How about starting with the music then? Well, the composer and lyricist make those of Charlie and the Chocolate Factory look like total, utter amateurs. Granted that the lyrics are by Tim Rice. The score is amazing, full of solid, tuneful numbers that stick in the brain (I am still humming a couple of them – always the sign of decent music, whereas if you asked me to give you a couple of bars from Charlie then I would have to look at you blankly and sidle away in embarrassment). The harmonies are powerful and sung with gusto. The lyrics are meaningful and never schmaltzy. I did have a moment’s concern that the show’s title number was going to be a big power ballad with “From Here to Eternity” repeated ad nauseam, but the expression is used once and once only. You’re not bashed around the head with it. There is a touching love duet (Love Me Forever Today), a great Blues number, a rousing finish to Act One and an Act Two finale that sticks a hand down your throat, grabs your heart and twists it until it cries. There are 18 (18!) musicians in the pit – and not a bar of it clicktracked, dammit. It sounds like a Hollywood Blockbuster
And the story? You know, I can tell why this show isn’t doing the big business that it deserves; its because its well written, serious and intelligent, and that ain’t what is selling in the West End at the moment. Fluff is what is selling. And that is a real shame. Also, this is a show that you could quite happily take practically anyone to. Your Auntie Doreen will like it (she’s seen the film and she likes a bit of romance) and so will your Uncle Fred (its got soldiers in it, it has a butch storyline and it won’t insult his intelligence). But the kid’s won’t enjoy it – and that’s why it isn’t selling. Because this is a show for grown up people. Adults who can follow a storyline and think for themselves. Chantelle and Tracy are best sent to go see The Bodyguard, because this isn’t for them, either. They will be missing out on a bloody good night at the theatre, though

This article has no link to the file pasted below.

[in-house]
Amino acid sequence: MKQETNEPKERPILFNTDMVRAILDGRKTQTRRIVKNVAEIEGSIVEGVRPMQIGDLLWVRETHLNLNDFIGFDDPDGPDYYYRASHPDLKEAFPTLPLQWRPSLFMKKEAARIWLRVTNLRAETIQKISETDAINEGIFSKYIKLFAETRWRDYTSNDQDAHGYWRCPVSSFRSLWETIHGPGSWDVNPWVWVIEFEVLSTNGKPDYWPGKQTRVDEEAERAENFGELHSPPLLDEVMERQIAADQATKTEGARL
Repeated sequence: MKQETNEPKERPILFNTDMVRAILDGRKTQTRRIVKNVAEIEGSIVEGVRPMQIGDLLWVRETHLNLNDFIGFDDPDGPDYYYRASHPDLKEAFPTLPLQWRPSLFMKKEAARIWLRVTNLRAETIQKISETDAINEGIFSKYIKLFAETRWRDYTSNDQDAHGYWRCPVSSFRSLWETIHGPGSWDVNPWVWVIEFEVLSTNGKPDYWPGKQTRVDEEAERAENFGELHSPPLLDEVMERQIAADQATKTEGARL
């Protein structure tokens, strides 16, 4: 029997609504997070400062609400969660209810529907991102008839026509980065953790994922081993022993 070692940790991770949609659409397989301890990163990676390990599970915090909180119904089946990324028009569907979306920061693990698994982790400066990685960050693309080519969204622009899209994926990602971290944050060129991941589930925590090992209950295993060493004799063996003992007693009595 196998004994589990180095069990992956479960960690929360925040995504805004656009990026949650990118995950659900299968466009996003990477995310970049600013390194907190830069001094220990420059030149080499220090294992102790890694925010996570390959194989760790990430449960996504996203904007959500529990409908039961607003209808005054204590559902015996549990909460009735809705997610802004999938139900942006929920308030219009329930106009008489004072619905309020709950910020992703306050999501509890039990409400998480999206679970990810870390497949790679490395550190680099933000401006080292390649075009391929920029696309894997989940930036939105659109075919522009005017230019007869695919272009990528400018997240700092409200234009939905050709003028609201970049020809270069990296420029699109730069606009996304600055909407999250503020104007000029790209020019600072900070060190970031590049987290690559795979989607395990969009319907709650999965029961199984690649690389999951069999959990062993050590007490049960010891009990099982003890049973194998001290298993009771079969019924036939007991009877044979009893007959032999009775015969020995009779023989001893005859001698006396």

The sets are simple and aren’t intrusive and don’t get in the way of the action. The choreography is, simply, stunning. Athletic, perfectly drilled and stunning. The sheer muscularity of the men’s routines is amazing. Nobody puts a foot wrong, everything is done with parade-ground precision. If anyone you know is still of the opinion that dancers are camp, this show will disabuse them of that. These are MEN, and they ain’t gonna let you forget it.
The cast (one of the biggest I’ve seen on a stage in some considerable time) are all absolutely top notch. Robert Lonsdale is amazing – he sings like a rock tenor, acts like his life depends on it, plays the guitar like a professional – and displays serious talent, all the more amazing in that according to his biog in the programme he doesn’t have a background in musical theatre. There is a nicely observed performance from Darius Campbell as Milt Warden – nothing flashy, nothing “starry luvvie”, but quiet, restrained and intelligent. I was half expecting him to get the final bow at the curtain because of his “star status” but no, even this is well handled and the final call is Lonsdale’s, which is as it should be. Shiubhan Harrison gives an intelligent performance, sings like a blackbird, dances with grace and charm and wisely avoids the stereotypical “tart with a heart” portrayal that her role could so easily become in less talented hands. There is moving support from Ryan Sampson as Maggio and a performance of quiet restraint that Deborah Kerr would have been proud of from Rebecca Thornhill as Karen
All in all, it’s an evening that the entire cast should be proud of. Its not your average lightweight night out in the West End and certainly none the worse for that. It’s the type of show that there should be more of. And its closing in April. Go and see it. Don’t be put off by the subject matter. Buy a ticket (in fact, buy two, because I want to see it again and I’ll happily come with you). Take a gamble – because believe me, this time it will pay off.